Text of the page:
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How to talk about weather in Egyptian Arabic

rajrouj

rajrouj

I am a college professor and a world citizen. I am also the Founder and Director of the Center for Acquisition of Language, Literacy And Culture (CALLAC). I love all people, and strongly believe that all people are the same, regardless gender, race, color, religion, ethnicity, history, geography, culture, language, intellect, background or wealth. I am against inequality in all forms and shapes, firmly a pro women issues, fight against violence and harassment to women, everywhere, at home, at work, and on the streets. I want to see all peoples of this world become one. Perhaps through communicating with each other we can achieve this.

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In some languages like English and French the weather is referred to as ‘it’ in the former and ‘il’ in the latter.  In Egyptian Arabic since there is no third person neutral or inanimate pronoun the weather is referred to by using the word ‘ id.dun.ya’,  الدُنْيا  which literally means ‘the world’ But when it is used in the context of the weather ‘ il gaw’ الجو  = it does not particularly mean ‘the world’. The meaning becomes specific to the weather.  So, ‘iddunya Har’ means ‘it is hot’. ‘iddunya bard’ means ‘it is cold’.  ‘il gaw Har’ means ‘the weather is hot’.  ‘il gaw bard’ means ‘its is cold’.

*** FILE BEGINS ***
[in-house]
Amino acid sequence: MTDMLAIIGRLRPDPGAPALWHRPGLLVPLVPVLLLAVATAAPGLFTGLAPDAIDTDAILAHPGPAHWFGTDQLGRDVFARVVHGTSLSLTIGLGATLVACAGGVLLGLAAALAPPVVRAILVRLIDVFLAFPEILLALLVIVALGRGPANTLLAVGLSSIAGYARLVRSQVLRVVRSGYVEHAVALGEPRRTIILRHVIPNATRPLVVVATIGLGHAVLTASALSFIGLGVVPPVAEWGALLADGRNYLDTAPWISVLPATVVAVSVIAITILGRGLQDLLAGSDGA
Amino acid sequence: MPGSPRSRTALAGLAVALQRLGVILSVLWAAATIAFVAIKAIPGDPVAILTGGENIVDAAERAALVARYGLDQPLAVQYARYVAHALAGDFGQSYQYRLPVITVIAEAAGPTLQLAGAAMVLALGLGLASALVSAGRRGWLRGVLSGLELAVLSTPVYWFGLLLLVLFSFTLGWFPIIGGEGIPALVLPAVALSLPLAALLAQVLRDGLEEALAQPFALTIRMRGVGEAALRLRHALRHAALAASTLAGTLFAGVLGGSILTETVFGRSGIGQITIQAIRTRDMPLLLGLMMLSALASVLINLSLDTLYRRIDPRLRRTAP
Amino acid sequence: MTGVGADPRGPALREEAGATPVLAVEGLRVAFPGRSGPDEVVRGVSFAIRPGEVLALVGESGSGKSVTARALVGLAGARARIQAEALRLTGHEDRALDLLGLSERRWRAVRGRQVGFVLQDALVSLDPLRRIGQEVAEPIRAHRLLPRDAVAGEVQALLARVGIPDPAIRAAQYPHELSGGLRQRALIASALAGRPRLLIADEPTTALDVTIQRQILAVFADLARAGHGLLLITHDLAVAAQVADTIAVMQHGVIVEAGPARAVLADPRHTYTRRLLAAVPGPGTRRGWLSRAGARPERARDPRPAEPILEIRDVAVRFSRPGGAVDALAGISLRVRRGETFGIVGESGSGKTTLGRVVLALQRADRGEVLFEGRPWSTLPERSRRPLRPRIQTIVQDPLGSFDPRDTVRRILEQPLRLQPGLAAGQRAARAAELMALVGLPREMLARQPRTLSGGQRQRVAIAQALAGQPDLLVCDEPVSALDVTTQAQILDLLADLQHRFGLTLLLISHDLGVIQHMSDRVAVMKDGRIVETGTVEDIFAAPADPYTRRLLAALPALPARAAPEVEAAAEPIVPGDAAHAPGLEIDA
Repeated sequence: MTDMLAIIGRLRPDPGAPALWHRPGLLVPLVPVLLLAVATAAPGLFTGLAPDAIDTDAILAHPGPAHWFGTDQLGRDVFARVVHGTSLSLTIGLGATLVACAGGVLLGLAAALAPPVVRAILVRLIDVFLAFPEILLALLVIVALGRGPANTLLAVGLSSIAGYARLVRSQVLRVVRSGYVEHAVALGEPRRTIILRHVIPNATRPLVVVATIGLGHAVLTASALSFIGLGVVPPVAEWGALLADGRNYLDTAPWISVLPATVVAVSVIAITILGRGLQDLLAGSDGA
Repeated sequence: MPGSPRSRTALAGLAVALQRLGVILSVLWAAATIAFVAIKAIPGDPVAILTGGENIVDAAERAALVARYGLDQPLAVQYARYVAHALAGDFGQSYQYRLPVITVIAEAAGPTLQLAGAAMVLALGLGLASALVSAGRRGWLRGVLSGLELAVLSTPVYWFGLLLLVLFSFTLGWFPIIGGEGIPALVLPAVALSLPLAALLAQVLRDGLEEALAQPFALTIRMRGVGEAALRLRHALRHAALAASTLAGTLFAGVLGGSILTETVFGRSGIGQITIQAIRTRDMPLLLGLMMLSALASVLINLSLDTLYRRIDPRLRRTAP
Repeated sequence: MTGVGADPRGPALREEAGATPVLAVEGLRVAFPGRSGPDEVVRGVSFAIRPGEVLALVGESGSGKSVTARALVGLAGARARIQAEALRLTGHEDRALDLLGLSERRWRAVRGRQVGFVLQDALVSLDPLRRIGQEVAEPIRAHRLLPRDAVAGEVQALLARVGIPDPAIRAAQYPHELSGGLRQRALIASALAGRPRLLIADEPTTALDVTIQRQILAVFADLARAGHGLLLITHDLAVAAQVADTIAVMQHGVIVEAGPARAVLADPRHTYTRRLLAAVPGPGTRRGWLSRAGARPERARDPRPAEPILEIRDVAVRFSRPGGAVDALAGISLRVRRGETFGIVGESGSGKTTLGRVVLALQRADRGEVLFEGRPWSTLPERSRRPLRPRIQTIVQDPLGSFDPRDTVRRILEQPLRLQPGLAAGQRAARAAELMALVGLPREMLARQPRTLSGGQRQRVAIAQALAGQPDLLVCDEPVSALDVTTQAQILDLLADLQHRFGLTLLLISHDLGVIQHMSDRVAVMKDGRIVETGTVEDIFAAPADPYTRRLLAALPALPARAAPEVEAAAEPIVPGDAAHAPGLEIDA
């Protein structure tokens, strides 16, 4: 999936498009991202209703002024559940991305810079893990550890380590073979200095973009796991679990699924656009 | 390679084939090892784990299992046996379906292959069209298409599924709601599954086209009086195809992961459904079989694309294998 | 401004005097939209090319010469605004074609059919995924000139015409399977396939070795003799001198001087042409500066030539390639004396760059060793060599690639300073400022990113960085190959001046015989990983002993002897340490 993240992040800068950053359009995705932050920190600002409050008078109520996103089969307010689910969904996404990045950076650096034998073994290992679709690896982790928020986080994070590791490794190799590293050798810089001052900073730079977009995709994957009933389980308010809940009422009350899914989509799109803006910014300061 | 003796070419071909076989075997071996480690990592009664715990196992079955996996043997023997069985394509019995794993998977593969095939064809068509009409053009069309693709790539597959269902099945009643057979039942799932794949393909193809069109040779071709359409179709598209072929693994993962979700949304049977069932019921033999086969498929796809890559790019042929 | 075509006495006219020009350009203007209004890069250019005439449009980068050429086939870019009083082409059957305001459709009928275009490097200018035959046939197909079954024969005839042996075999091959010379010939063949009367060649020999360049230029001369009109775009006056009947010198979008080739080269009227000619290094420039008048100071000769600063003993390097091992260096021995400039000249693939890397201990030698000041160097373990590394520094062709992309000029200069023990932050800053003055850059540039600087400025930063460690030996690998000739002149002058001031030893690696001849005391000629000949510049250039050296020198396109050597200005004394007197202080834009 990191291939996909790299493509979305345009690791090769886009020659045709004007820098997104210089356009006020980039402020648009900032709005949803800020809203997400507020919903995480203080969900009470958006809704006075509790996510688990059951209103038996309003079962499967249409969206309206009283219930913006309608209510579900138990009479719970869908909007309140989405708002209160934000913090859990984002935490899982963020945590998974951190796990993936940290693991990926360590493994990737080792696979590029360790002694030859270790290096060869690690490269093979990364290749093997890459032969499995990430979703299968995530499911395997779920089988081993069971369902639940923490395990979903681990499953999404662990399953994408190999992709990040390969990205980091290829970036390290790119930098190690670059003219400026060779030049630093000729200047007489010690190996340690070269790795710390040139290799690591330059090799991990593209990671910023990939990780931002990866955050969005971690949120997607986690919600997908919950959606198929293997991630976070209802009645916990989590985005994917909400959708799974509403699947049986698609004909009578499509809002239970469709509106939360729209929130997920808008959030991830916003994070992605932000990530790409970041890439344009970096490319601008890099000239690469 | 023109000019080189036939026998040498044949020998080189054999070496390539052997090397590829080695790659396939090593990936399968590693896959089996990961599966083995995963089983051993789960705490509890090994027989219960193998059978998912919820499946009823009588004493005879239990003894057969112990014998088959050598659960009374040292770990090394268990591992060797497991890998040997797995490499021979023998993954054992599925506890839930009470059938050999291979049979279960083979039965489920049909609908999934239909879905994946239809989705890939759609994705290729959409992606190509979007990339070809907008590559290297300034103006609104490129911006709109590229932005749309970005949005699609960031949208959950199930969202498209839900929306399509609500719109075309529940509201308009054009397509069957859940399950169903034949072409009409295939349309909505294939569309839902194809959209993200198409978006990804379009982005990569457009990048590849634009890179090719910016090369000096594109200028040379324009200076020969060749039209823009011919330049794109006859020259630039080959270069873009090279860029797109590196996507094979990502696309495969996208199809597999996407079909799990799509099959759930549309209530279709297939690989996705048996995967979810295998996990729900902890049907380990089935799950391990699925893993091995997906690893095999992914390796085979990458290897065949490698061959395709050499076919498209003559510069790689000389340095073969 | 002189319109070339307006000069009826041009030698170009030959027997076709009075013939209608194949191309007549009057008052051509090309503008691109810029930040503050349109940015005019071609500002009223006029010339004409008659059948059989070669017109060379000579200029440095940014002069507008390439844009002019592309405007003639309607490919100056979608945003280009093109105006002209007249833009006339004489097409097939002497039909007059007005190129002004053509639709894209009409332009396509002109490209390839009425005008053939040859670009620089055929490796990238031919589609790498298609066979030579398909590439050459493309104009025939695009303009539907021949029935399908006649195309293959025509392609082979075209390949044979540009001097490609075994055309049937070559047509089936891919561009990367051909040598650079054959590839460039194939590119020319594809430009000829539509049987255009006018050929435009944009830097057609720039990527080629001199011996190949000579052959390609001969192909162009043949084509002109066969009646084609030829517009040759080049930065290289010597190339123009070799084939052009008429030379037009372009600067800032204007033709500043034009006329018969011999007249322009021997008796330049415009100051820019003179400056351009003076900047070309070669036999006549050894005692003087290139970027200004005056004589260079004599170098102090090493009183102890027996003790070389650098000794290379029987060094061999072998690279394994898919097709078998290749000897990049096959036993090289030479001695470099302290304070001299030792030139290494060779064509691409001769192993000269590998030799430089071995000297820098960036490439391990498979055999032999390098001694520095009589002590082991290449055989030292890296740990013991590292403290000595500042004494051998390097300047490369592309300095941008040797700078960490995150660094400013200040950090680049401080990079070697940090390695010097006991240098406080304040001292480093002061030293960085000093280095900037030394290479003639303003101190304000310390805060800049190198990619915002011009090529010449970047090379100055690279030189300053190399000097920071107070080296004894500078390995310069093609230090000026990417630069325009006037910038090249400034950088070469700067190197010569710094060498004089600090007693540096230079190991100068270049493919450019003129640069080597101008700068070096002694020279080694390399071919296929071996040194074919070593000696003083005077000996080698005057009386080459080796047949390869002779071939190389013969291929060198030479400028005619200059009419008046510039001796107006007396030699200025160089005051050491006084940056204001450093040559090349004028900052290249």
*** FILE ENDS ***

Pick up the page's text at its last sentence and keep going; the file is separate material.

Another aspect you may notice is that in Arabic whether Modern Standard Arabic (MSA) or dialects, Egyptian included, there is no ‘verb to be ‘ in the present. So, the sentence is composed of two elements only, ‘the noun’ and  ‘the adjective’.  ‘iddunya Har’ الدينا حر   = ‘it hot’.

iddunya Har – الدينا حر

Egyptian Arabic shares with English the use of the continuous tense to describe some weather phenomenon. For example, in English we say, ‘it is raining’. In Egyptian Arabic we say, ‘biT.maT.Tar’  بِتْمَطَّر  . But since snow is not common in the Arab world, the concept of snow falling does not exist in the lexicon of Arabic. If we want to express the idea that snow is falling, we use a verb that gives the meaning of  ‘it falls’ or  ‘it comes down’ as in ‘biyyinzil’. See the example in ‘ittalg biyinzil’  التلج بينزل  = ‘snow is falling’ or ‘snow is coming down’.

ittalg biyinzil = التلج بينزل
biTmaTTar بتمطر

Watch the following video on how  describe the weather in Egyptian Arabic. https://www.youtube.com/watch?v=5WJdVywqdEg

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